Responding to today’s Spending Review statement from Chancellor Sajid Javid

John Bruton, Executive Director – Finance, said: “In politically uncertain times, Stonewater welcomes the increased funding for the police, social care, education and NHS outlined in today’s Spending Review. While marking a significant increase in public spending and being billed as ‘an end to austerity’ by Chancellor Sajid Javid, there was little reference to housing beyond £54m of new funding targeted at reducing homelessness and rough sleeping.

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“This is despite the National Housing Federation’s (NHF) submission to the Comprehensive Spending Review suggesting that, to deliver the 145,000 affordable homes the country needs each year, there needs to be an annual investment of approximately £12.8bn. Even with the current level of investment by the government, which has recently seen an additional £1bn made available for its Homes England strategic partners, the levels still fall short of what’s needed to truly address the national housing crisis.

“Good-quality, affordable homes are the foundation for strong communities. It is well recognised that housing is directly linked to the positive outcomes for health, education, justice, welfare and other public services. At Stonewater, we are therefore pleased to hear that local councils will receive £1.5 billion for social care next year, making the overall departmental spending on local authorities the largest increase in local government spending power since 2010.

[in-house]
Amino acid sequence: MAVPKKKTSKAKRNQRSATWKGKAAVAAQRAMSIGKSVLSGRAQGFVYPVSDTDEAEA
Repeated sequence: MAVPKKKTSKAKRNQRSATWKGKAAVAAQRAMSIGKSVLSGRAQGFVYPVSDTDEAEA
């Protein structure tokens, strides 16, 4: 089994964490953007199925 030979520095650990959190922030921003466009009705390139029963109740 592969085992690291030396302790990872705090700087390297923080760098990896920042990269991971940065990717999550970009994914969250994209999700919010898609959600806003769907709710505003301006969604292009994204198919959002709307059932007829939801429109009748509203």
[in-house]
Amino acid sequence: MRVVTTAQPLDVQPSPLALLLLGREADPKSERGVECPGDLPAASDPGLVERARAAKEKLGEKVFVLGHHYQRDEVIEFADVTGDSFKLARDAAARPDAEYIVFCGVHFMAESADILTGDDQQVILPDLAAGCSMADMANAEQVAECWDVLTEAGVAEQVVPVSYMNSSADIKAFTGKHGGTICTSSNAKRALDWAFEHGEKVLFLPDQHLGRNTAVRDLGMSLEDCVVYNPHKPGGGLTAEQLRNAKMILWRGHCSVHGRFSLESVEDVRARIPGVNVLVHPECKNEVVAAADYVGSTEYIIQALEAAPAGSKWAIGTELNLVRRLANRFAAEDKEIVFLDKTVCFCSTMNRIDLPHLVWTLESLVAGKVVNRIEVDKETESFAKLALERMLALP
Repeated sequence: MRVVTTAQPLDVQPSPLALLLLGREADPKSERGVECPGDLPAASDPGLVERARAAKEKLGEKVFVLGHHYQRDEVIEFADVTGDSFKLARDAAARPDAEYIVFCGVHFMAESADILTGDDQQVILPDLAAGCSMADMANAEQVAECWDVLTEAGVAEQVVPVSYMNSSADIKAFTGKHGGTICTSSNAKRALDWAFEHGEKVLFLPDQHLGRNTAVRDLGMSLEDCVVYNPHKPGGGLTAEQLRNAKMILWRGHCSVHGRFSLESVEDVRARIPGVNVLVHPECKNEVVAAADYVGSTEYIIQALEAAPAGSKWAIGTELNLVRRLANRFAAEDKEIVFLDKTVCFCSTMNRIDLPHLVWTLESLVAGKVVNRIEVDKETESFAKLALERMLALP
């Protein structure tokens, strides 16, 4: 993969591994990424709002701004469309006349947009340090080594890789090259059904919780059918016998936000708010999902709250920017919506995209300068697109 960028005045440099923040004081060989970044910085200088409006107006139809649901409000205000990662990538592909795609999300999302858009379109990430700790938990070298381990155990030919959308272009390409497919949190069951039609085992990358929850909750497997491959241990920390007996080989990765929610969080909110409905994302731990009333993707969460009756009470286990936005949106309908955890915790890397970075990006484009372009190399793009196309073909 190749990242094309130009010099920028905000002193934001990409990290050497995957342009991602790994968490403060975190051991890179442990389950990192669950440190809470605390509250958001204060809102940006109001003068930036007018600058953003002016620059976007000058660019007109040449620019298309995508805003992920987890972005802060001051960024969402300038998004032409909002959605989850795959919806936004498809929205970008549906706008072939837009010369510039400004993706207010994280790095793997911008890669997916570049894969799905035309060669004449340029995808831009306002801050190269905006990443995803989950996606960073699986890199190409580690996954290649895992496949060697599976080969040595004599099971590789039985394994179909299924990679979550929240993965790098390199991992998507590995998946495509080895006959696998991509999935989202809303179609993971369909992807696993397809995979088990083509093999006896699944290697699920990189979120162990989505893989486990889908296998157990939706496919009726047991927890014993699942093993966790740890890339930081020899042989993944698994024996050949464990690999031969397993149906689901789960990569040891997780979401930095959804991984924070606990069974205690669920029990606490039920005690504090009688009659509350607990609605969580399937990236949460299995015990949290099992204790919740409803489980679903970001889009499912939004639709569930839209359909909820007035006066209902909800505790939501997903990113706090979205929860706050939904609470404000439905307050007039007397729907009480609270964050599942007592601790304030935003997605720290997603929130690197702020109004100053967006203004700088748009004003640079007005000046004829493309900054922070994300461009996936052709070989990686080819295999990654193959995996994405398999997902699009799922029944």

“In addition to this, for many of our customers, Universal Credit has been an overwhelming concern. We hope the Chancellor’s decision to allocate £23 million to fund a range of other measures, including support for vulnerable claimants and people with complex needs, as well as additional outreach activities, will help mitigate some of the issues.

“Ahead of the Spending Review and Brexit, Stonewater has been working hard to prepare for a range of scenarios. As a leading social housing provider, Stonewater, has an important role to play in tackling the housing crisis and while we have established good momentum in creating as many much-needed homes as possible, it is imperative that this is maintained.”